Andrew Secker examines two key changes in employment law are coming into force in April 2020 which practitioners should have on their radar when assisting clients to identify and address key issues that may affect workforce costs.
1) Changes to the tax treatment of off-payroll labour
From 6 April 2020, changes to tax legislation regulating off-payroll working (commonly known as IR35) come into effect. These new rules will require large private sector businesses to deduct income tax and National Insurance contributions via payroll from fees for services paid to a personal service company (PSC) where the individual performing the services would, but for the PSC, ordinarily be regarded as an employee of the client company for tax purposes.
The treatment of individuals who are directly engaged by the client company — for example “Joe Bloggs” rather than “Joe Bloggs Limited” — will remain the same.
The correct tax treatment of the fees paid to these workers will depend on whether they are in reality an employee of the client company for tax purposes, or if they’re genuinely self-employed.
At present, the tax liability rests with the PSC. The change will be accompanied by obligations on the client company to determine the correct position for each engagement and notify the other parties involved.
It pays to be prepared for this reform. When similar changes were introduced in the public sector two years ago, many organisations were caught out, or attempted to impose “global” determinations, which were then challenged by their contractors.
Firstly, it may bring about a wholescale change in sectors which rely on off payroll working, which may in turn affect the business (and financial) model. This is more likely in sectors where off payroll is prevalent or demanded by high skilled workers, as can be the case for some operating in the tech, IT, financial services, construction and education sectors.
Secondly, if liabilities are identified or a revised model of working is required, accountancy advice may be needed to quantify the position.
What organisations need to do
Audit off-payroll labour: It is a good idea to start doing this as soon as possible, as the audit process could take some time. It is likely businesses will need to make individual decisions and have different communications with each PSC. The audit will be a factual investigation, looking at what each individual does in practice, how they do it, what contracts they are engaged under, how they are paid etc. This may also be a good time to audit any off-payroll labour that is not provided through PSCs.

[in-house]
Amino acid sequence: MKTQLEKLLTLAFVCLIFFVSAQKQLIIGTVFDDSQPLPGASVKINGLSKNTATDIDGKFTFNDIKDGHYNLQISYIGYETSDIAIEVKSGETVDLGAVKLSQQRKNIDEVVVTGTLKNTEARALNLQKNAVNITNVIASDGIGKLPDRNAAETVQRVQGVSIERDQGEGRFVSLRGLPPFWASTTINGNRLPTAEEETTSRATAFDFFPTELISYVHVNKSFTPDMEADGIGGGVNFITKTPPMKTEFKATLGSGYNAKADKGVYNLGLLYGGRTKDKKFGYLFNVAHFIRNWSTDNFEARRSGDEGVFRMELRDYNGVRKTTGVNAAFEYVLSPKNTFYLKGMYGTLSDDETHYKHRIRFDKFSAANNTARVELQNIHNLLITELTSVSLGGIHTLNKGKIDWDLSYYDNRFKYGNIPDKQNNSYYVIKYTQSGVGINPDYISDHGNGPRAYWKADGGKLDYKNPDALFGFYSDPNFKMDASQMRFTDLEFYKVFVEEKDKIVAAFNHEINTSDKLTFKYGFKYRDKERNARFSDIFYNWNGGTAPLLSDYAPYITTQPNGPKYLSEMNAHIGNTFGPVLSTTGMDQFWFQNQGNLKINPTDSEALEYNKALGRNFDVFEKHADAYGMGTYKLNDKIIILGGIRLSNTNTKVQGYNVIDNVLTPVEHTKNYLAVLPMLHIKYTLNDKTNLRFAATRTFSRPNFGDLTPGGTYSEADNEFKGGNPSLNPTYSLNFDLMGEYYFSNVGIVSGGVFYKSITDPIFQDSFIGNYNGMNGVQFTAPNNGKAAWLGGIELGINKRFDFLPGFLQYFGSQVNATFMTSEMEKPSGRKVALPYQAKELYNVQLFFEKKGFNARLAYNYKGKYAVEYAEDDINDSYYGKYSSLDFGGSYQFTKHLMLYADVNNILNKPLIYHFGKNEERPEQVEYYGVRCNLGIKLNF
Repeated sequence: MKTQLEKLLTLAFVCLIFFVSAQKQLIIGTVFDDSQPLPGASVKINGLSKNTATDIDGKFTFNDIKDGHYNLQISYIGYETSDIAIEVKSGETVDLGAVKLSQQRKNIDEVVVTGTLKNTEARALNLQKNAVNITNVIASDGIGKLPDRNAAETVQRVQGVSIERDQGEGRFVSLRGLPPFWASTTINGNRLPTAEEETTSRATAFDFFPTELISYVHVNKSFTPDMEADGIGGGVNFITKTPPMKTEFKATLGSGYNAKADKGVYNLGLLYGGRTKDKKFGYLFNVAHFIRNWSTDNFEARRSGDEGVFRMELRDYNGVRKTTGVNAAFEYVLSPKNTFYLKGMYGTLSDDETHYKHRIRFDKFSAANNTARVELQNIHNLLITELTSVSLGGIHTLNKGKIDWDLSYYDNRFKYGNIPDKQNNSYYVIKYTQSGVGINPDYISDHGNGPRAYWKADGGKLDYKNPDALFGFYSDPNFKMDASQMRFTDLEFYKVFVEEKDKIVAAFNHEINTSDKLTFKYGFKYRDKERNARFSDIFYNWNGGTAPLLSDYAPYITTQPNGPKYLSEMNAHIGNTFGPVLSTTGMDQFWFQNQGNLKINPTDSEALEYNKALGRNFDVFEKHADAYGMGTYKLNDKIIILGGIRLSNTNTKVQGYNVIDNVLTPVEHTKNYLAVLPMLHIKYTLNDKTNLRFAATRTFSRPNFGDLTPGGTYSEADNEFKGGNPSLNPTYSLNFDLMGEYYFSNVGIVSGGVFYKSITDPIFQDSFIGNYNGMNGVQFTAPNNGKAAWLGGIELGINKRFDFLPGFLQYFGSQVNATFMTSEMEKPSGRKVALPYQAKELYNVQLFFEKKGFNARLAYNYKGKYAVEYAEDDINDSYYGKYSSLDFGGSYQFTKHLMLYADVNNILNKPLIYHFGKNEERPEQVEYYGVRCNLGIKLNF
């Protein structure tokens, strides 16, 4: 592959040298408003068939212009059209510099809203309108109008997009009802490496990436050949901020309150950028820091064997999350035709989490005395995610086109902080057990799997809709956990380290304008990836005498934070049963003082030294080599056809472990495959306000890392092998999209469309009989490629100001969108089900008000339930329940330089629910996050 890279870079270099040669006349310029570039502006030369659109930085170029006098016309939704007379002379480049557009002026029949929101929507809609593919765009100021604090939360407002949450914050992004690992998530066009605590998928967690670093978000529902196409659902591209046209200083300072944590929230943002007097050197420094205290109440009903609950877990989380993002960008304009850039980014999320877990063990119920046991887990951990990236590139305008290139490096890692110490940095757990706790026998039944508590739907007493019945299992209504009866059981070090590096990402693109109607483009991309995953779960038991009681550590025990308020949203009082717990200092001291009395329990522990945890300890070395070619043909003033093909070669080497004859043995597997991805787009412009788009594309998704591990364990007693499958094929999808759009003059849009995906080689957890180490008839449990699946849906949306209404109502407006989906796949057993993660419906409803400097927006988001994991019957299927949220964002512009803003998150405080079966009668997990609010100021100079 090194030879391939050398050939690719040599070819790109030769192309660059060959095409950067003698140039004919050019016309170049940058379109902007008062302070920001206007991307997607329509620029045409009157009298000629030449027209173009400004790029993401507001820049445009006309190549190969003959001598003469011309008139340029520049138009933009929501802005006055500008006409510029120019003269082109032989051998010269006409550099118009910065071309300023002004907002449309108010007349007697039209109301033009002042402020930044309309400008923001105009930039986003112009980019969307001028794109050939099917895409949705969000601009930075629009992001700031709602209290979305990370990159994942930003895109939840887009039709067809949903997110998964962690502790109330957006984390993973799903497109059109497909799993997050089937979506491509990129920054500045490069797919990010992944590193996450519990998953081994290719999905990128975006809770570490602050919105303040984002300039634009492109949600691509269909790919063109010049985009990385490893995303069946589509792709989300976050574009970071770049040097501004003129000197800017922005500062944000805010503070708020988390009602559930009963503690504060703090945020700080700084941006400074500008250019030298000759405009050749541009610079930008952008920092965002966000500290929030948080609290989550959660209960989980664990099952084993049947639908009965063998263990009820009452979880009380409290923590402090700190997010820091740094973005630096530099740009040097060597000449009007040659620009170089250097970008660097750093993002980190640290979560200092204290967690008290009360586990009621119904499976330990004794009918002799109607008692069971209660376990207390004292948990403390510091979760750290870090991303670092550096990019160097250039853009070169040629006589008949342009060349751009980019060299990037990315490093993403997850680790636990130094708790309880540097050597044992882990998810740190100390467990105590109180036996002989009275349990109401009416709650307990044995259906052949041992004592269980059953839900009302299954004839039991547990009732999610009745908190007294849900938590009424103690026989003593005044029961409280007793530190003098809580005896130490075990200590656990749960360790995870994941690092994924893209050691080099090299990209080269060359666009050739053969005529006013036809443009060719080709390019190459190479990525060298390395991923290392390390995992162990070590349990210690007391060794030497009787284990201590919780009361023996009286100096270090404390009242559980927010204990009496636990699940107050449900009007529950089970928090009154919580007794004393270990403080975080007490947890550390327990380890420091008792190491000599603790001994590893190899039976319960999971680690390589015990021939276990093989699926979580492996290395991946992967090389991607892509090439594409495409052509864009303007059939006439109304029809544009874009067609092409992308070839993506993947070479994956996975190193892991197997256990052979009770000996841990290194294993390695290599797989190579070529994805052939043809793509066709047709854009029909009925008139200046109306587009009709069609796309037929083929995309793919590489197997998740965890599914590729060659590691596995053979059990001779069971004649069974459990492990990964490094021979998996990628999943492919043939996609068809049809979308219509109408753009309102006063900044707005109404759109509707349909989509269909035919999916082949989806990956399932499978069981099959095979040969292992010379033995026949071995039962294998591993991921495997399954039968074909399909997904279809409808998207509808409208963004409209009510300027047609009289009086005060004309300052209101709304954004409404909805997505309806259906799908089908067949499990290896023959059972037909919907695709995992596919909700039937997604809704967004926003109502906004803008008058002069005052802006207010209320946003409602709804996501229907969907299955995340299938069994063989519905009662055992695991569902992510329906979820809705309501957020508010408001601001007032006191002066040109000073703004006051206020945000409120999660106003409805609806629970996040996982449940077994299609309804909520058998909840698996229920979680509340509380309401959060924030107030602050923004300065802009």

Consider the knock-on effects: The audit is likely to have knock-on consequences that may require legal and accountancy advice. As well as determining employment status, a business may need legal advice to amend or draft contractual documentation, to advise on the effects on pension liability, and to consider how this change intersects with rules around immigration, the apprenticeship levy, and the gender pay gap reporting figures and strategy.
2) New reference period rules for calculating holiday pay
The reference period used to calculate holiday pay for workers with variable pay is changing on 6 April 2020. Currently, it is pay that a worker receives during the 12 weeks worked prior to taking a holiday.
Come 6 April 2020, the reference period will be change to 52 weeks, or the number of weeks of employment if a worker has been employed for less than 52 weeks.
Ever since the European Court of Justice (ECJ) held that holiday pay in the minimum four week holiday entitlement under the Working Time Regulations must take into account “normal remuneration” such as contractual or regular patterns of overtime, pay allowances and certain commission payments, the 12 week reference period has been problematic. Fluctuations in pay can lead to higher holiday pay if leave is taken immediately following peaks and lower holiday pay if it is taken following troughs.
What employers need to do
Consider when and how to make the change: For the purposes of holiday pay, many employers begin their year on 1 January. If that is the case, employers need to decide whether to change the way holiday pay is calculated on 6 April, or at the start of their normal holiday year. This is likely to require help analysing the costs. For example, Christmas brings high levels of overtime for some sectors, which could have repercussions on holiday pay if you switch to the new system in January. If a financial year ends after 6 April, the value of accrued but untaken holiday may increase.
Although these legal reforms may seem minor at first sight, they have important legal and financial consequences. Preparation is key to success here: the companies that start work on these changes now will be in a good position going into 2020.